IT WILL ALWAYS BE ABOUT RACE…

 

march on wash. monu
Intelligence favors the truth

“Why does it always have to be about race?”

I was asked this question 25 years ago by one of my 10th grade English students. Classroom discussion had turned to the notorious O.J. Simpson case. Interest in this high-profile murder trial had found a willing population in this small-town, filled with the hero worship of football fanatics. To some students, Orenthal James Simpson was the hero they wished they could be. While for other students, regurgitating family dinner table comments from the night before, the trial became a low-road referendum on why beautiful white women should not marry black men.

For a split second, I felt trapped by the question. I knew, as the only African American teacher in the building, my usual faculty lounge equal opportunity to (my opinion) approach wasn’t going to work. I looked at my students, who were quiet and waiting for my response.

“Race relations, in this country,” I said, “are like a deep wound that scabs over too soon. Sometimes that scab is pulled off because the wound has not healed”.

My analogy held, at least – until the bell rang.  

The longer I live the more I’ve come to realize just how close to the truth I’d gotten with my off-the-cuff analogy of racism. The United States of America is a beautiful and large 50-part body. But it is a body that, when undressed, is blemished with many big and small bandages that have been hastily applied over the decades to staunch the bloody flow of recollection.

I grew up in a time of hope in spite of the assassinations of President Kennedy, Dr. Martin Luther King, Robert Kennedy, and Malcolm X; flawed heroes to be sure but the flaws did not erase the passionate messages they left in their combined wakes. These messages offered a hope that sprung eternal in many African-American hearts. It certainly did in mine. In 1969 I marched across Compton High’s graduation stage to receive my diploma; a piece of paper weighted with hope for my future in college and beyond. I am the recipient of the economic infusion that came as reparation in the aftermath of black protests of the mid-60’s. I was twelve at the time of the Watts Rebellion. My speech at my 9th grade graduation was titled “Where do We Go From Here?” But by the time I had reached 12th grade I still had no idea what I wanted to do or be. I just knew I was moving forward. And with money made available through grants and low interest loans, I was going to college – with hope.  Hope propelled me through a time when it appeared this country had come face-to-face with its past inhumanity. When we made tracks from the back of the bus to the outer limits of space. Hope filled my heart when I looked closer at the pictures and the black and white faces of those marching across bridges and standing at the Lincoln Memorial listening to a man’s wish for his progeny and their ultimate place at the table of humanity. But my heart was never so full of hope as it was when I witnessed Barack Obama sworn in as the first African-American president of these United States.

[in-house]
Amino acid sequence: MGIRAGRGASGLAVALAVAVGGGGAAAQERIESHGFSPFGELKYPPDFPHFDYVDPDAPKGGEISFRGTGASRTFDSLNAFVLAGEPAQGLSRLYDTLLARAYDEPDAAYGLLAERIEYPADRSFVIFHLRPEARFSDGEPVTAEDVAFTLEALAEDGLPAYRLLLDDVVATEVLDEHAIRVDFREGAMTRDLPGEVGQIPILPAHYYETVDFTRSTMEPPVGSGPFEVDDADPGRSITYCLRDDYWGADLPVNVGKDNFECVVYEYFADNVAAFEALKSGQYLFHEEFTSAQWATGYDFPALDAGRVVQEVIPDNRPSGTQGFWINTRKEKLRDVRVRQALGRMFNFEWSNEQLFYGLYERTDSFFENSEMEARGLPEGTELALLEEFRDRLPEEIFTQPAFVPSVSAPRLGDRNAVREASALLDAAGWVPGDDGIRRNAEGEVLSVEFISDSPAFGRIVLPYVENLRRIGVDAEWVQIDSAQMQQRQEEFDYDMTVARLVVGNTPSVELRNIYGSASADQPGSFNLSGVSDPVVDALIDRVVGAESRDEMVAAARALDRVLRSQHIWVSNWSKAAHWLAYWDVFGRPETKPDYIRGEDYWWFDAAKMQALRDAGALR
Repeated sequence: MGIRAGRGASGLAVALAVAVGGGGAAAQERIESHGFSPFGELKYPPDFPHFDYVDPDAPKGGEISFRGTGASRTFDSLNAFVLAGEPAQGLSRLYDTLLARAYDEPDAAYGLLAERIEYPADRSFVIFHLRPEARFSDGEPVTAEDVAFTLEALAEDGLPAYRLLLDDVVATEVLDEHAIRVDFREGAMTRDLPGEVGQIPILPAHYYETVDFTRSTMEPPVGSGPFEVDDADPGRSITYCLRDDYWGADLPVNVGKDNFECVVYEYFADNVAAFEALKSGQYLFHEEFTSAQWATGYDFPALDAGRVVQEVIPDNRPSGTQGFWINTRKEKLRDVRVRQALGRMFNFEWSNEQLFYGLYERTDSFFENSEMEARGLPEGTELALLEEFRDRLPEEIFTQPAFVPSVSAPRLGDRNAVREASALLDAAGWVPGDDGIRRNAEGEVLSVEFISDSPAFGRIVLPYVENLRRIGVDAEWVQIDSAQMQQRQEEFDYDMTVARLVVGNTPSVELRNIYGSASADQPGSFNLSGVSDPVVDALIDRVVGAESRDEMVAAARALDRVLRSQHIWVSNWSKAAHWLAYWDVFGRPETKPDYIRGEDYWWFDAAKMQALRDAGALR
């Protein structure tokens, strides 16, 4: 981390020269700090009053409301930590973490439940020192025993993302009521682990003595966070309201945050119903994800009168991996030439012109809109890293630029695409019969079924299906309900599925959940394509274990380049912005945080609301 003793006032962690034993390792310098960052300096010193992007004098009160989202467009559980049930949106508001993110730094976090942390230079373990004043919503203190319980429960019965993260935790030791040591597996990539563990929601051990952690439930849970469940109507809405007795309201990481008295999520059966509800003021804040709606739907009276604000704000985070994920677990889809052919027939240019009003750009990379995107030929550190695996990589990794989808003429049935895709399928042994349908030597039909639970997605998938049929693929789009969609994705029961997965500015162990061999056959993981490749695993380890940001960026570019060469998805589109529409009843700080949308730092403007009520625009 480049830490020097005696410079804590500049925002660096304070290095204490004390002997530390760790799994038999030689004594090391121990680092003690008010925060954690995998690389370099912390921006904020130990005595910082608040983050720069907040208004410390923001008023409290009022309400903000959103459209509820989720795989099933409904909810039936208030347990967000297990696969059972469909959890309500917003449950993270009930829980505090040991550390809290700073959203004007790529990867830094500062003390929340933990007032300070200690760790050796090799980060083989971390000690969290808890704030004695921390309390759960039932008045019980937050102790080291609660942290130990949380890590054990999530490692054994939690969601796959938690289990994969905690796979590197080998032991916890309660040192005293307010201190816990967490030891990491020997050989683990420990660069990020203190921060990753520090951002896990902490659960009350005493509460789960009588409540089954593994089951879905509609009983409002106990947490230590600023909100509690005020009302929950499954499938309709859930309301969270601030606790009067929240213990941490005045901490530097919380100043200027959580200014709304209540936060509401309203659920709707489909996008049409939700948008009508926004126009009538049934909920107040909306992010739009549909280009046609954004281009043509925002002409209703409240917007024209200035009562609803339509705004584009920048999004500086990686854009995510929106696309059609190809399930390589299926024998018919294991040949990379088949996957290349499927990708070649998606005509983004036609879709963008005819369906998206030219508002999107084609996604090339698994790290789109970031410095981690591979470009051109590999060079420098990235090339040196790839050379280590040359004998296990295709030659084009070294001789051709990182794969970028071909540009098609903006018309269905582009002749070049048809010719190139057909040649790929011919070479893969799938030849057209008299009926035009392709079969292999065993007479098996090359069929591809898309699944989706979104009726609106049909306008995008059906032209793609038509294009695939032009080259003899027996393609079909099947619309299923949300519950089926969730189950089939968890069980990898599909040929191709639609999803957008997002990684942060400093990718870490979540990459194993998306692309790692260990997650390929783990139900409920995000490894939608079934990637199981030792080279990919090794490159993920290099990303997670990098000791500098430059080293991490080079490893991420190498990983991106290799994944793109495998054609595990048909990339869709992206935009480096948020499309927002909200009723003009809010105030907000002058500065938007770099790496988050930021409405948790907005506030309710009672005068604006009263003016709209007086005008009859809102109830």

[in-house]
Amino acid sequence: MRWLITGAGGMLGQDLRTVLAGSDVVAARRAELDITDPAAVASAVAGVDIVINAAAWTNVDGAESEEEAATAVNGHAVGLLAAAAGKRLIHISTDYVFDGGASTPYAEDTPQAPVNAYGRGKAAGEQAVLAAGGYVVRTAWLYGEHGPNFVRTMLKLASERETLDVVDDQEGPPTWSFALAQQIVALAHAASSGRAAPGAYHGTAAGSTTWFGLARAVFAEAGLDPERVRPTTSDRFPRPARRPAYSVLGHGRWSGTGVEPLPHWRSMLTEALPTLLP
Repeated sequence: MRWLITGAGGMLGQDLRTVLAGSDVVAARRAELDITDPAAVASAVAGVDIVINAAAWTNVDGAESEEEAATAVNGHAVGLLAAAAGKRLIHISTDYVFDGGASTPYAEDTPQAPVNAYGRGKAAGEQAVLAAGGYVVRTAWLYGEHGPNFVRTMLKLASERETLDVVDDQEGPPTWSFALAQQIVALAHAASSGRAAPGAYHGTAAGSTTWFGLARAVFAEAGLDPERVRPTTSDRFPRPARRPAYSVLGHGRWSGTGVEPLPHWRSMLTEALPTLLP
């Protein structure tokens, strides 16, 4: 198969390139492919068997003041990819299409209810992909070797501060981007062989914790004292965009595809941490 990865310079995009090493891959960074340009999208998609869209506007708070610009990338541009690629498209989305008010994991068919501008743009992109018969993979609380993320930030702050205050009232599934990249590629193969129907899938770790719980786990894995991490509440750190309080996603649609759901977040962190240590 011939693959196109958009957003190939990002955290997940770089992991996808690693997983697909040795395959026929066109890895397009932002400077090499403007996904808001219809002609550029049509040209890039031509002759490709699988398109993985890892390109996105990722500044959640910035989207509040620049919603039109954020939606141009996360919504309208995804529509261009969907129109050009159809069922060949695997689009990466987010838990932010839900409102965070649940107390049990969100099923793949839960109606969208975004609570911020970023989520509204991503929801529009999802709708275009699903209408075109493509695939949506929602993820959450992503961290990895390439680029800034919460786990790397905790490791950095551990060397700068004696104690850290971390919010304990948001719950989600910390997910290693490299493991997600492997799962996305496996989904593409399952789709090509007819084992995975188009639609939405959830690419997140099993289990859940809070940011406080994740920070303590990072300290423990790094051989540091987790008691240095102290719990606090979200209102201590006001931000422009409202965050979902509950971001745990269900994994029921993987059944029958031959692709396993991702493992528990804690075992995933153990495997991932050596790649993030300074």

For most of us, there was a collective hope in 2009. There was hope that this country could heal and become more than a culturally loose affiliation of wounded states. But all the hopes and dreams of those working to keep the conversation alive, could not survive the biggest blow to the empire – the resurrection, the reemergence of the bare-knuckled fist of America’s Manifest Destiny now dressed in the regalia of white supremacy. Manifest Destiny was the belief that early America was fated, ordained to expand her influence and supremacy no matter the land and lives of her indigenous people. This first and largest wound to America’s still young and vibrant body came from the lie that white European men were superior in intellect and desire. It was a lie supported by political attitude and weaponry. The spread of the propaganda of Manifest Destiny sowed the seeds of white supremacy into stolen soil.

It is true, history is written by the winner. That whites should reap the benefits of a stolen land and take on the virtues of an annihilated people is an idea hard-baked into 20th Century white supremacy.  Even today, the prevailing white power structure continues to gore the body of America in its failure to recognize the Native American as worthy, even human.